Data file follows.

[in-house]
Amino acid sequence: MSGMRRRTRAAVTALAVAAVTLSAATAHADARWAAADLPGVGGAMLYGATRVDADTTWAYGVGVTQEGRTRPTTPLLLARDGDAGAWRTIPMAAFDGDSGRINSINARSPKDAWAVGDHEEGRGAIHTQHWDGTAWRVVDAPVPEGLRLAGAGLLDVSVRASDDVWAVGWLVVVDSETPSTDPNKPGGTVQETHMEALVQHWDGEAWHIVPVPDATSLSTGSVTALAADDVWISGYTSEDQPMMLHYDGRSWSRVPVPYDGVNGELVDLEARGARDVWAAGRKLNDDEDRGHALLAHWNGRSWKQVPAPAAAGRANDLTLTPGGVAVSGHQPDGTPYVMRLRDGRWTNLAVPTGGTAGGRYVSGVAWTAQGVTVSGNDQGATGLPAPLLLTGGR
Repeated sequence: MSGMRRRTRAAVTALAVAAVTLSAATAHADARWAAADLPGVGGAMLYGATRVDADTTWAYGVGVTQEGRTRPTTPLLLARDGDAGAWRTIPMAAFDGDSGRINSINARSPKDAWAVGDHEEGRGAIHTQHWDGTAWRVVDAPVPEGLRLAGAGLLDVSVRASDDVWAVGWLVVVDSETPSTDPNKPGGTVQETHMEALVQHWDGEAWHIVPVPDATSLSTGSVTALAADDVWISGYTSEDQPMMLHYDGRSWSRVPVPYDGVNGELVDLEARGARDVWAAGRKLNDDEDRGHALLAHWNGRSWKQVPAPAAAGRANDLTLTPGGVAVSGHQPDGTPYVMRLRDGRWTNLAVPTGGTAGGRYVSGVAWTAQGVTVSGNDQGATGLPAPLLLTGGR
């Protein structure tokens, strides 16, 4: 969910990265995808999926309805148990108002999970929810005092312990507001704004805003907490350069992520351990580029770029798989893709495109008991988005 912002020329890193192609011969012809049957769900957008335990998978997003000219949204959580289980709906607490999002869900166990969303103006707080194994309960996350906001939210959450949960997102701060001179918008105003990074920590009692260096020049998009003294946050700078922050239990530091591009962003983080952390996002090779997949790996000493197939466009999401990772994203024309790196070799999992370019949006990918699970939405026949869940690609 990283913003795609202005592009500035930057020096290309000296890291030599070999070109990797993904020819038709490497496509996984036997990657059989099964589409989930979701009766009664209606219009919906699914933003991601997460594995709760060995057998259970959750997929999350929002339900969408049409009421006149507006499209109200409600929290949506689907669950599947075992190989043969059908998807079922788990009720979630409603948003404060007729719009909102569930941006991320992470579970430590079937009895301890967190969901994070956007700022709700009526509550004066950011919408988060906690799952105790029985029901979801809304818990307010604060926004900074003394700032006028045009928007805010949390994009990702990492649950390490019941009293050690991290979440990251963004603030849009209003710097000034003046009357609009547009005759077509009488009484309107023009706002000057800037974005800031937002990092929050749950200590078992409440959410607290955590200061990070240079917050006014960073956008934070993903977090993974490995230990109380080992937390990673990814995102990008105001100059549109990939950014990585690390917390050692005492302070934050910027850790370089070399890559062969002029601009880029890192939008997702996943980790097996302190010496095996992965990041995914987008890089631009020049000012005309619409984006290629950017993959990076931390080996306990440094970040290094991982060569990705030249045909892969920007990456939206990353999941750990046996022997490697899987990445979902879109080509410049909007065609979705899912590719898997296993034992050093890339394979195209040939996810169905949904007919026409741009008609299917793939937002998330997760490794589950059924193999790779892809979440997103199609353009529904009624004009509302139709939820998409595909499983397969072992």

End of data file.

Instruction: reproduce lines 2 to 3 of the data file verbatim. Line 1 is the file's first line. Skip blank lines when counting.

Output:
Amino acid sequence: MSGMRRRTRAAVTALAVAAVTLSAATAHADARWAAADLPGVGGAMLYGATRVDADTTWAYGVGVTQEGRTRPTTPLLLARDGDAGAWRTIPMAAFDGDSGRINSINARSPKDAWAVGDHEEGRGAIHTQHWDGTAWRVVDAPVPEGLRLAGAGLLDVSVRASDDVWAVGWLVVVDSETPSTDPNKPGGTVQETHMEALVQHWDGEAWHIVPVPDATSLSTGSVTALAADDVWISGYTSEDQPMMLHYDGRSWSRVPVPYDGVNGELVDLEARGARDVWAAGRKLNDDEDRGHALLAHWNGRSWKQVPAPAAAGRANDLTLTPGGVAVSGHQPDGTPYVMRLRDGRWTNLAVPTGGTAGGRYVSGVAWTAQGVTVSGNDQGATGLPAPLLLTGGR
Repeated sequence: MSGMRRRTRAAVTALAVAAVTLSAATAHADARWAAADLPGVGGAMLYGATRVDADTTWAYGVGVTQEGRTRPTTPLLLARDGDAGAWRTIPMAAFDGDSGRINSINARSPKDAWAVGDHEEGRGAIHTQHWDGTAWRVVDAPVPEGLRLAGAGLLDVSVRASDDVWAVGWLVVVDSETPSTDPNKPGGTVQETHMEALVQHWDGEAWHIVPVPDATSLSTGSVTALAADDVWISGYTSEDQPMMLHYDGRSWSRVPVPYDGVNGELVDLEARGARDVWAAGRKLNDDEDRGHALLAHWNGRSWKQVPAPAAAGRANDLTLTPGGVAVSGHQPDGTPYVMRLRDGRWTNLAVPTGGTAGGRYVSGVAWTAQGVTVSGNDQGATGLPAPLLLTGGR